Definition of fusilier in English:

fusilier

Line breaks: fu¦si|lier
Pronunciation: /ˌfjuːzɪˈlɪə
 
/
(North American also fusileer)

noun

(usually Fusiliers)
  • 1A member of any of several British regiments formerly armed with fusils: the Royal Scots Fusiliers
    More example sentences
    • A 21-year-old fusilier with the Lancashire Regiment, Norman had only been in France a little over eight weeks when he found himself, along with tens of thousands of his comrades, hemmed in on the beaches at Dunkirk.
    • Larkin left Oldham 10 years ago to see the world, signing up for a life in the army, joining the legendary fusiliers and rising from private to lance corporal, serving in both Europe and the Middle East.
    • The next layer up are the yellow-tailed fusiliers and the next the yellow-banded fusiliers.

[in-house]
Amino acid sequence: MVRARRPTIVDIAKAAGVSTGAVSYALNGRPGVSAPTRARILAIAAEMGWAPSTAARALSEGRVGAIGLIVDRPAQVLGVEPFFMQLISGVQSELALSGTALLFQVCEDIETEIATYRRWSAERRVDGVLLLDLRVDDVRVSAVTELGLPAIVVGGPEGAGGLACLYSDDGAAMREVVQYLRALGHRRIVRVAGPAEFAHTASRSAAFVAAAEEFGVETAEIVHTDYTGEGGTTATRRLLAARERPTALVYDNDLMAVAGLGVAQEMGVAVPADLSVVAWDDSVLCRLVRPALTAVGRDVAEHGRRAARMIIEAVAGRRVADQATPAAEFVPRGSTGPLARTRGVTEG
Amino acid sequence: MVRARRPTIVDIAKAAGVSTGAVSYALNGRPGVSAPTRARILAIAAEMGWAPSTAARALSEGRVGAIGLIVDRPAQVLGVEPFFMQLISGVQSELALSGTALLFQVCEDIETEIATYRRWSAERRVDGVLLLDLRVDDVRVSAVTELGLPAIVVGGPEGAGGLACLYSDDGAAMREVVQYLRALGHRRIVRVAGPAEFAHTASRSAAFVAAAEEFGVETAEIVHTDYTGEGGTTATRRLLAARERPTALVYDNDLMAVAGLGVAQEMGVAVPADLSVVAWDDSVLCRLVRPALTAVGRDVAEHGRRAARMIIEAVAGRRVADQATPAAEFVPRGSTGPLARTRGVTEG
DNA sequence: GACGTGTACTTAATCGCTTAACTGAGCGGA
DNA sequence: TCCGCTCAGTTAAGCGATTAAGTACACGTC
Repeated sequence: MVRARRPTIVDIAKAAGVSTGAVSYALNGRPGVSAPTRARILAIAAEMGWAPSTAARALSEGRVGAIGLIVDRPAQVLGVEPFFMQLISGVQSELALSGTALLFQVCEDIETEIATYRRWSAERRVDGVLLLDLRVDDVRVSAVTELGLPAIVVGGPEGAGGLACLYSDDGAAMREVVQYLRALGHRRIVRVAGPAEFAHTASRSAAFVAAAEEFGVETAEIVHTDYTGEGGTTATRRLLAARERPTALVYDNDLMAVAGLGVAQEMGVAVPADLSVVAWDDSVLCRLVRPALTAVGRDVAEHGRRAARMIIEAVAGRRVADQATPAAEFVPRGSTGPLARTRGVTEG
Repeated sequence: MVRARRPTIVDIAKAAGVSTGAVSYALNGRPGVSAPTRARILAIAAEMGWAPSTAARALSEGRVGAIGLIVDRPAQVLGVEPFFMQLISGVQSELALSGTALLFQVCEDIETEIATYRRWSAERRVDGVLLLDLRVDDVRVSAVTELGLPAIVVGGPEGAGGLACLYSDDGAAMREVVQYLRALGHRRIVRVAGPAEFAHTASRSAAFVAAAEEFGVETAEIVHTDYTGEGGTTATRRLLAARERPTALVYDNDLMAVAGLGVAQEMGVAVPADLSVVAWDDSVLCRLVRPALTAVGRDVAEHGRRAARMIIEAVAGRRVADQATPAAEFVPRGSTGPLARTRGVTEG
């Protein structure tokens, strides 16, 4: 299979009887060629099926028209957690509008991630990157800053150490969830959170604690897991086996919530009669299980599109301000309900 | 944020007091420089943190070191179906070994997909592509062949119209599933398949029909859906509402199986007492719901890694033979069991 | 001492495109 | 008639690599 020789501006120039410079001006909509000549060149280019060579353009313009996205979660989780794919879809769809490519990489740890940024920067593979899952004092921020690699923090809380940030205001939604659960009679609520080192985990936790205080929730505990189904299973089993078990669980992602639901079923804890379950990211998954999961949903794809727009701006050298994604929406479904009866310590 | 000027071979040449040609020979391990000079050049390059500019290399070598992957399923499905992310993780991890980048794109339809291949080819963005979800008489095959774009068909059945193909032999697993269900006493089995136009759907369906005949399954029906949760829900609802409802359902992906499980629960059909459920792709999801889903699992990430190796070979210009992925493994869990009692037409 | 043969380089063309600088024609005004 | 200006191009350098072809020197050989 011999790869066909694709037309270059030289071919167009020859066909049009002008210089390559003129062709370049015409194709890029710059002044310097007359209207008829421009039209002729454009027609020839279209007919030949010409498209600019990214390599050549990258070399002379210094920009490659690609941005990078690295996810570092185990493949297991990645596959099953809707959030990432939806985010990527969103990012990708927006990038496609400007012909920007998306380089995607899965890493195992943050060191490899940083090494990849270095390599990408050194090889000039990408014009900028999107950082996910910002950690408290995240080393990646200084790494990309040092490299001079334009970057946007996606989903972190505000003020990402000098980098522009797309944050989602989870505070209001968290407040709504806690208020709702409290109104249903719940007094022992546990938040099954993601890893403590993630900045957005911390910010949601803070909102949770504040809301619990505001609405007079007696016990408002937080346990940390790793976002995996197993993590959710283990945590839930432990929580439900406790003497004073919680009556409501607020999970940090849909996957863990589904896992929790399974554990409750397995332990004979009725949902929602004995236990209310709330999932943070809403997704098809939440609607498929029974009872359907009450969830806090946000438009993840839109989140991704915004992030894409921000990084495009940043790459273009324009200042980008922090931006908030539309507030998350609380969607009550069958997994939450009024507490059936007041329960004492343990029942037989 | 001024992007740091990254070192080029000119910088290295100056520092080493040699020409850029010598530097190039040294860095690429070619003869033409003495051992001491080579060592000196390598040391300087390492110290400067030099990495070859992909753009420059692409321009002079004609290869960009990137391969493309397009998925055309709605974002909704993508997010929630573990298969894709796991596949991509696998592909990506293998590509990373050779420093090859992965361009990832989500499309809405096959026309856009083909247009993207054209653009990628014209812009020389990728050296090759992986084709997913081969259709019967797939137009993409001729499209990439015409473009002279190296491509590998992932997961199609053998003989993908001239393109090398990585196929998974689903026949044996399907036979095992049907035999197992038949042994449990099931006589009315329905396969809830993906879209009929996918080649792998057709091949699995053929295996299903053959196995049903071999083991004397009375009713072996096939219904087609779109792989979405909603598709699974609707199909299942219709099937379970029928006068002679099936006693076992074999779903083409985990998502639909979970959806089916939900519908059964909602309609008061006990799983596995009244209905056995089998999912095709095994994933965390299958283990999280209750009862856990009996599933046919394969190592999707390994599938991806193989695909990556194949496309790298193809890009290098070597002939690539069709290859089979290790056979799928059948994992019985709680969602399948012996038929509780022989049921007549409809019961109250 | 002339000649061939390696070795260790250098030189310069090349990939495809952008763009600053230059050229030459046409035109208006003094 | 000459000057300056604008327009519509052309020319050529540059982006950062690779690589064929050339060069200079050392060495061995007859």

• 1.1 historical A soldier armed with a fusil.
    More example sentences
    • Two centuries ago, soldiers called fusiliers, who were armed with light flintlock muskets, fought on battlefields using tactics and formations trained on the parade field.
    • Regiments of fusiliers were assigned to guard the artillery trains, in which large quantities of gunpowder were stored and transported for the army's ordnance.
    • Behind these troops, and in second line, were the foot-guards, consisting of two regiments of fusileers, two regiments of riflemen, and two regiments of the old guard; that is to say, one of grenadiers and another of chasseurs.

Origin

late 17th century: from French, from fusil (see fusil1).

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